The first of the fundamental characterizations of the temperature scale is based on the notion of the absolute zero temperature, introduced by Kelvin (ca 1885). This reference mark can be determined by the version of Galileo's gas thermometer shown in Fig. 1.1. The square vessel of volume V contains n moles of an ideal gas, which obeys the law:

where p is the pressure of the gas in the vessel and R is a constant. Being part of what is in fact a thermodynamic relation, the temperature T in the ideal gas law must have a fundamental meaning that is not captured by the arbitrary Celsius scale. The objective of the experiment shown in Fig. 1.1 is to relate the "thermodynamic" temperature in the above equation to the Celsius temperature.

1 The topic of freezing-point depression, as illustrated by salt/ice/water mixtures, is treated in Chap. 9

In the experiment, the pressure is measured as a function of the gas temperature, which is fixed by the bath surrounding the vessel. In Fig. 1.1, ice/water is represented as the thermal medium, and the temperature assigned a value of 0 on the Celsius scale. Changing the temperature by using boiling water or dry ice as the thermal reservoir and measuring the gas pressure for each produces a straight-line plot on the T-p graph shown on the right-hand side of the figure. Points on this line are independent of the gas used, to the extent that it behaves ideally. The line in Fig. 1.1 is of the form ToC = Ap + T0, with the experimental intercept being -273 oC. A new temperature unit called the Kelvin, with a different zero than the Celsius scale but one degree the same in both, is defined by T(K) = ToC + 273.

In addition to the intercept, the slope of the line in Fig. 1.1 is nR/V. With n and V known, R is 82 cm3-atm/mole-K. Different units for pressure and volume give different values of R; however, the temperature units must remain Kelvins. R is called the universal gas constant, because it is independent of the gas used, always with the proviso that it behaves ideally. Since the units of pressure times volume are the same as force times distance, or energy, R can be converted to 1.986 calories/mole-K or 8.314 Joules/mole-K.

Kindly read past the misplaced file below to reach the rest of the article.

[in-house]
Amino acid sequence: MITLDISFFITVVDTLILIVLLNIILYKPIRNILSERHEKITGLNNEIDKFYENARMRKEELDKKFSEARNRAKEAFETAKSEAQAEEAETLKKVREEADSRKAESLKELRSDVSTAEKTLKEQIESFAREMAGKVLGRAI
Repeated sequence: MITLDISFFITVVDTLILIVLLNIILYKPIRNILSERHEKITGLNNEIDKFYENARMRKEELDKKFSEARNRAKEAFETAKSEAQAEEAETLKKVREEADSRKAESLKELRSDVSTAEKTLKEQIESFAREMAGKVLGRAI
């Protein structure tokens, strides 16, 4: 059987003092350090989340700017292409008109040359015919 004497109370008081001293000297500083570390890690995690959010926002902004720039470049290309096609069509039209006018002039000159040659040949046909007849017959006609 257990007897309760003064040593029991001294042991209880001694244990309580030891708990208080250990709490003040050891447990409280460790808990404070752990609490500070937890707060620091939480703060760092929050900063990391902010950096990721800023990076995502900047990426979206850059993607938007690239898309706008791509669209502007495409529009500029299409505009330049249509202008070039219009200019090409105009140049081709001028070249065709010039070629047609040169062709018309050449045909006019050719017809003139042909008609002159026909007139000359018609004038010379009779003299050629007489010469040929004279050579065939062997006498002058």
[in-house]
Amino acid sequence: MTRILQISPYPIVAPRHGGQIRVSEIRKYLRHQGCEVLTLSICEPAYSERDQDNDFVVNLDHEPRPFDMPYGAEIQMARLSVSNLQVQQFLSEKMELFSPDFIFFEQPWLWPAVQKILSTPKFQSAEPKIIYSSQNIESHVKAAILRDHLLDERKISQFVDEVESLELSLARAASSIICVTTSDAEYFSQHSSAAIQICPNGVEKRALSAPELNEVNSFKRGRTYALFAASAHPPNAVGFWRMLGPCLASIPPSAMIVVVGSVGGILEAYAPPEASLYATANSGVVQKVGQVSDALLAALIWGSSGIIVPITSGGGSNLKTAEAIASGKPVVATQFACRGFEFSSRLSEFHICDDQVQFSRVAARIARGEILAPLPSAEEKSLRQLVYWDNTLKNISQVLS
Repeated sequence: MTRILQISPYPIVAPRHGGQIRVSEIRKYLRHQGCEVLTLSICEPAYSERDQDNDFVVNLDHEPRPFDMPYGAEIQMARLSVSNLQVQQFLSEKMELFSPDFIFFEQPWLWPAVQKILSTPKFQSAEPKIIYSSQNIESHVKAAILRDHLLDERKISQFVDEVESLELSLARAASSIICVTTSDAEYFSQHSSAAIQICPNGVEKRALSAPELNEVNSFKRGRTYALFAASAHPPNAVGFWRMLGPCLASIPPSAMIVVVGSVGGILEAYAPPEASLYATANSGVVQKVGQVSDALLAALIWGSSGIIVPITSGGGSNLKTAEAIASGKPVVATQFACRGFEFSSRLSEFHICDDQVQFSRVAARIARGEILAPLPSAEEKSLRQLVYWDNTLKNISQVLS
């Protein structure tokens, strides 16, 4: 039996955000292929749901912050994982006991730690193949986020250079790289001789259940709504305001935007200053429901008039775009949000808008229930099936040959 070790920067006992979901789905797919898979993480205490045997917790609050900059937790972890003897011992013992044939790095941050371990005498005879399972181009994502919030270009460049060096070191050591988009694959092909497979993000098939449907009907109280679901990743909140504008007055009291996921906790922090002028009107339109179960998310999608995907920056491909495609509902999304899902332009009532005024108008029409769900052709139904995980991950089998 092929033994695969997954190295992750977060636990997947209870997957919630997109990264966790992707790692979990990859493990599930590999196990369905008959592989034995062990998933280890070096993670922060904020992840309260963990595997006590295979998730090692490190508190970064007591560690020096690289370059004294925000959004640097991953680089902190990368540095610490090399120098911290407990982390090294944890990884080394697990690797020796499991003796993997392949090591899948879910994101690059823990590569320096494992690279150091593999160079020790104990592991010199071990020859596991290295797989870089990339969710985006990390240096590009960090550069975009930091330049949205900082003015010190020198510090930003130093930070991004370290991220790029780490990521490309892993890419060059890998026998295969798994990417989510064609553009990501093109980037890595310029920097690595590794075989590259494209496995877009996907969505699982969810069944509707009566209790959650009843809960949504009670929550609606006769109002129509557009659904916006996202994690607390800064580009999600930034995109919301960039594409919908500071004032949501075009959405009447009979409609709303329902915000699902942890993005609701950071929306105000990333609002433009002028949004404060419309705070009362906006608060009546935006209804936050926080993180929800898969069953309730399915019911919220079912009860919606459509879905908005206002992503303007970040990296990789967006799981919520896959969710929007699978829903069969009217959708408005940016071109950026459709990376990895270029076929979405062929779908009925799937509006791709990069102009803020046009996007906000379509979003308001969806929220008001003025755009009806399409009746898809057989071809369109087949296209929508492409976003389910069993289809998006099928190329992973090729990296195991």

Use of the usual melting point of water as the zero reference for the Celsius scale is not sufficient for a quantity as fundamental as temperature. For instance, ice melts at a slightly higher temperature in Denver than in New York City. This difference is due to the effect of total pressure (exerted by the air) on the melting point2. To avoid this difficulty, an international committee has recently decreed that the reference state be that in which solid, liquid and gaseous water coexist in the absence of air or any other gas. Such a state defines the triple point, which for water is designated as 0.01 oC (273.16 K), where the vapor pressure is 0.00611 atm. The specification of the triple-point temperature as 0.01oC means that melting point of ice under atmospheric pressure remains 0oC or 273.15 K.

2 discussed in Chap. 5